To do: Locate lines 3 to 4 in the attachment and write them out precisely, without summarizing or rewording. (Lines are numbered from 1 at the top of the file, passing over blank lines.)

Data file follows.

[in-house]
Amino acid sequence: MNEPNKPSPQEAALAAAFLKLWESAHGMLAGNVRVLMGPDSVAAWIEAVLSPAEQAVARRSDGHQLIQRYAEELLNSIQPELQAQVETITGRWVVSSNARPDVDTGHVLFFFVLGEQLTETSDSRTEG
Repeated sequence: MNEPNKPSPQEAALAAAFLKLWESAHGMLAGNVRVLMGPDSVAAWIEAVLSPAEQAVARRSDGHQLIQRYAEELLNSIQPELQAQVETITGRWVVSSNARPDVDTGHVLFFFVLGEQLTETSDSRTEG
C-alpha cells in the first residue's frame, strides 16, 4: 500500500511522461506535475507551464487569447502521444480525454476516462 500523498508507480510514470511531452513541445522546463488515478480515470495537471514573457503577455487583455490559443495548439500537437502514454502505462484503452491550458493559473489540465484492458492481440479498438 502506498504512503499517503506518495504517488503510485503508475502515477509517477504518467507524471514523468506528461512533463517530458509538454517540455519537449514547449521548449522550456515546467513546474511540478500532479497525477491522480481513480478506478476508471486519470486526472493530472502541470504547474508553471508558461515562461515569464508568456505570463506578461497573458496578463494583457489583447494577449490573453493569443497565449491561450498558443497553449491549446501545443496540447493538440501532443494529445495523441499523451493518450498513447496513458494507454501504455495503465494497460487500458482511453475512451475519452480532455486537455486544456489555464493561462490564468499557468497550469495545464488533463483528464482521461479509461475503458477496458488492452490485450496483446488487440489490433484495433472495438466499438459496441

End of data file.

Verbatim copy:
Repeated sequence: MNEPNKPSPQEAALAAAFLKLWESAHGMLAGNVRVLMGPDSVAAWIEAVLSPAEQAVARRSDGHQLIQRYAEELLNSIQPELQAQVETITGRWVVSSNARPDVDTGHVLFFFVLGEQLTETSDSRTEG
C-alpha cells in the first residue's frame, strides 16, 4: 500500500511522461506535475507551464487569447502521444480525454476516462 500523498508507480510514470511531452513541445522546463488515478480515470495537471514573457503577455487583455490559443495548439500537437502514454502505462484503452491550458493559473489540465484492458492481440479498438 502506498504512503499517503506518495504517488503510485503508475502515477509517477504518467507524471514523468506528461512533463517530458509538454517540455519537449514547449521548449522550456515546467513546474511540478500532479497525477491522480481513480478506478476508471486519470486526472493530472502541470504547474508553471508558461515562461515569464508568456505570463506578461497573458496578463494583457489583447494577449490573453493569443497565449491561450498558443497553449491549446501545443496540447493538440501532443494529445495523441499523451493518450498513447496513458494507454501504455495503465494497460487500458482511453475512451475519452480532455486537455486544456489555464493561462490564468499557468497550469495545464488533463483528464482521461479509461475503458477496458488492452490485450496483446488487440489490433484495433472495438466499438459496441